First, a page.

Returning to Basketball

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When I was a kid one of the sports I participated in was basketball. It suited me a lot better than soccer or baseball. Although I was never a great player it was a lot of fun.

Once I got to college one of my many rentals was a house that had a slab of concrete in the back. It was supposed to be a foundation for a garage or something. But it never got built so me and my roommates (including frequent commenter Dhammy) built a basketball court. We played all the time. After we moved got evicted from that place I stopped playing.

Last year I started reading Arthur De Vany’s work on Evolutionary Fitness. He is a big fan of basketball playing as an ideal exercise. Here is what he stated in his original thesis:

Pro basketball is not an aerobic sport, it actually is an anaerobic sport full of power moves, quick bursts, sprints, and leaps mixed in with half time rest, quarter breaks, pauses, free throws, time outs, and bench time. What NBA players have is the ability to use these brief intervals to quickly recover their phosphate energy stores (they use the alactic pathway discussed below). NBA athletes and NFL defensive backs provide evidence that power law training makes you powerful and lean. NBA players are the leanest and most powerful in any professional sport (their body fat is around 5 to 7 percent).

In a nutshell, basketball is the anti-treadmill. It is anything but steady state aerobics and because of the pacing basketball players are the leanest.

While walking around my neighborhood I noticed there were some basketball courts behind the school next to my building. Nobody is ever using them and the gate is never locked. So I bought a basketball today and ended my basketball retirement. Sure beats driving an hour to hike up a mountain. 🙂

mas-basketball

6 thoughts on “Returning to Basketball

  1. dhammy

    I remember some pretty intense games back there on that slab of concrete. But the funniest story related to the basketball court was when some little punks from the neighborhood attempted to steal the entire goal. I vaguely recall that we busted 2 or 3 of them trying desperately to drag the whole structure down the alley?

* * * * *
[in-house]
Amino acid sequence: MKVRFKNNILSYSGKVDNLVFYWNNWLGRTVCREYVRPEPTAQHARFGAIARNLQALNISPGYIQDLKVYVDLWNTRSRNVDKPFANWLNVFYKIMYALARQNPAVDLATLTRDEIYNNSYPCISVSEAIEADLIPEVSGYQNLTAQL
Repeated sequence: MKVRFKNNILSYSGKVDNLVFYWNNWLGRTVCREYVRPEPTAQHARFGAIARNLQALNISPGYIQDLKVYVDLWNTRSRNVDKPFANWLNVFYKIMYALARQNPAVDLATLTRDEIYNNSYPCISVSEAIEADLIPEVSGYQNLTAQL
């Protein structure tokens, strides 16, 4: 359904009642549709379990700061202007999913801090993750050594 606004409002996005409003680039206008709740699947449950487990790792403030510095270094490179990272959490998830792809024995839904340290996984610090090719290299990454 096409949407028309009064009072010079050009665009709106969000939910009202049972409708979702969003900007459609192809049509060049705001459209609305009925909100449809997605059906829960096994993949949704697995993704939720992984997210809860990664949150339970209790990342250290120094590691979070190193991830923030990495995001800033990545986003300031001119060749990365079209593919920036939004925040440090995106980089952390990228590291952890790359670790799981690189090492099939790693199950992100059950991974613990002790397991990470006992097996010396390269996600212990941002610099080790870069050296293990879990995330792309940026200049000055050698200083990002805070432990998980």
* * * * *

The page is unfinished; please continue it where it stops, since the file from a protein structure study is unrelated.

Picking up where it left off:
Basketball is an awesome sport for overall fitness and I agree with the analysis. All that jumping can be somewhat hard on the back, though. At 6’3″ you may not have to jump as much as the rest of us, though 😉

    D

  2. In addition to busting the punks, the other story I recall is how odd it was that the guy known as GATOR always needed to take a shower BEFORE playing a game of hoops.

  3. dhammy

    Good times… I recall that night some guy was shot in the alley right back there too. Apparently a drug deal gone bad but who knows. Glad we weren’t out playing hoops that night!

    I like swimming for the occasional workout as well. Doing a couple sets of fast laps will get your heart pumping and remind you of muscles you didn’t know that you had. And you have to appreciate the low-impact nature of the sport. Does De Vany have anything to say about it?

  4. I don’t recall much discussion on swimming. The other sport he likes is tennis. I suppose if one is constantly altering their pace and stroke then swimming might be more effective than steady-state endurance swimming. I’m not sure on this one.

    I haven’t swam in years. When I did and the water was cold it always leaned me out quickly. The colder the better.

  5. Matt

    I agree. My top 2 (outside of weight lifting of course) are: tennis and swimming … I used to say basketball also but the games just got too competitive/aggressive for my tastes these days (and you can play tennis, at least doubles tennis, and swim all your life for the most part … I’ve played tennis with/against guys well into their 80s … crafty f!@#%ers). You have to factor in your personality also. Swimming is great for someone like my wife who has hip issues and prefers being in a tranquil, solitary state when exercising whereas I like the social aspects of tennis (I get my solitary needs taken care of with weight lifting … I go when the gym is usually pretty empty … you can certainly shoot hoops and do some drills by yourself — also hit balls with a ball machine, but both get real boring to me pretty quickly). Tennis also tends to attract less ‘aggressive’ folks than basketball in my experience … great networking at my club is done on the tennis courts as well … I play 2-3 times/week and it’s doubles usually and mostly social and most of the guys are in their 50s, but I still get a great workout in because I’ve gotten better and they are REALLY good … long rallies, quick runs to the net, back to the baseline for lobs, etc, and if you are really good you know to always be moving, bouncing on your toes, getting ready for the next shot, etc … and I also rarely play more than one hour/2 sets max (actual exercise time is probably 30 minutes between all the pauses, etc).

    Matt

  6. Paul

    I loved playing basketball in high school, always left you winded. But now my main sport activity is racquetball, which i think equates to tennis in overall fitness level required. I sweat more in a game of racquetball than i ever did playing basketball, running track or playing baseball. My onl;y problem is finding people to play with

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